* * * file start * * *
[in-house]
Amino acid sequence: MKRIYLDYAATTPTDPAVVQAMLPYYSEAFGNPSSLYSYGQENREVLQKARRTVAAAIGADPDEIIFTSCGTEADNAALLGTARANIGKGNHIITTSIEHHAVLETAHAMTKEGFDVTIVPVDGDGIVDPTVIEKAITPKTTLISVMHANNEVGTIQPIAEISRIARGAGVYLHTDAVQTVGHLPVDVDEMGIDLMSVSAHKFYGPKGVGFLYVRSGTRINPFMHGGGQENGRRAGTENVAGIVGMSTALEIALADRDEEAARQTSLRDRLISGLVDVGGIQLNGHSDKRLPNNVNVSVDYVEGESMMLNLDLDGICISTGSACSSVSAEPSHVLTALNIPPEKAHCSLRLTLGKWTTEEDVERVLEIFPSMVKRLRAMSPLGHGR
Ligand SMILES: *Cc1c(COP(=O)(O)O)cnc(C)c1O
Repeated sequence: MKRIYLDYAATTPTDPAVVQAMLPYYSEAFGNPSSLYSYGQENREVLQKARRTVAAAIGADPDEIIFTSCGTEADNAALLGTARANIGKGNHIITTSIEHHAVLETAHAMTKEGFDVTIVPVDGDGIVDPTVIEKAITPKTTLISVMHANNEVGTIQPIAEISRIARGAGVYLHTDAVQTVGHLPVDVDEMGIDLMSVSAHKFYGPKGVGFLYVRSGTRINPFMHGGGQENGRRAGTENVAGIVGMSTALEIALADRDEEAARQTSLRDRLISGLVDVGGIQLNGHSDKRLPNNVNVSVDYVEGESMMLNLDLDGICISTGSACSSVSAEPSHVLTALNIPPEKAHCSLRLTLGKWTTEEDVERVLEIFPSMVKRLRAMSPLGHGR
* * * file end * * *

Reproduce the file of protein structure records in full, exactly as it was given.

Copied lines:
[in-house]
Amino acid sequence: MKRIYLDYAATTPTDPAVVQAMLPYYSEAFGNPSSLYSYGQENREVLQKARRTVAAAIGADPDEIIFTSCGTEADNAALLGTARANIGKGNHIITTSIEHHAVLETAHAMTKEGFDVTIVPVDGDGIVDPTVIEKAITPKTTLISVMHANNEVGTIQPIAEISRIARGAGVYLHTDAVQTVGHLPVDVDEMGIDLMSVSAHKFYGPKGVGFLYVRSGTRINPFMHGGGQENGRRAGTENVAGIVGMSTALEIALADRDEEAARQTSLRDRLISGLVDVGGIQLNGHSDKRLPNNVNVSVDYVEGESMMLNLDLDGICISTGSACSSVSAEPSHVLTALNIPPEKAHCSLRLTLGKWTTEEDVERVLEIFPSMVKRLRAMSPLGHGR
Ligand SMILES: *Cc1c(COP(=O)(O)O)cnc(C)c1O
Repeated sequence: MKRIYLDYAATTPTDPAVVQAMLPYYSEAFGNPSSLYSYGQENREVLQKARRTVAAAIGADPDEIIFTSCGTEADNAALLGTARANIGKGNHIITTSIEHHAVLETAHAMTKEGFDVTIVPVDGDGIVDPTVIEKAITPKTTLISVMHANNEVGTIQPIAEISRIARGAGVYLHTDAVQTVGHLPVDVDEMGIDLMSVSAHKFYGPKGVGFLYVRSGTRINPFMHGGGQENGRRAGTENVAGIVGMSTALEIALADRDEEAARQTSLRDRLISGLVDVGGIQLNGHSDKRLPNNVNVSVDYVEGESMMLNLDLDGICISTGSACSSVSAEPSHVLTALNIPPEKAHCSLRLTLGKWTTEEDVERVLEIFPSMVKRLRAMSPLGHGR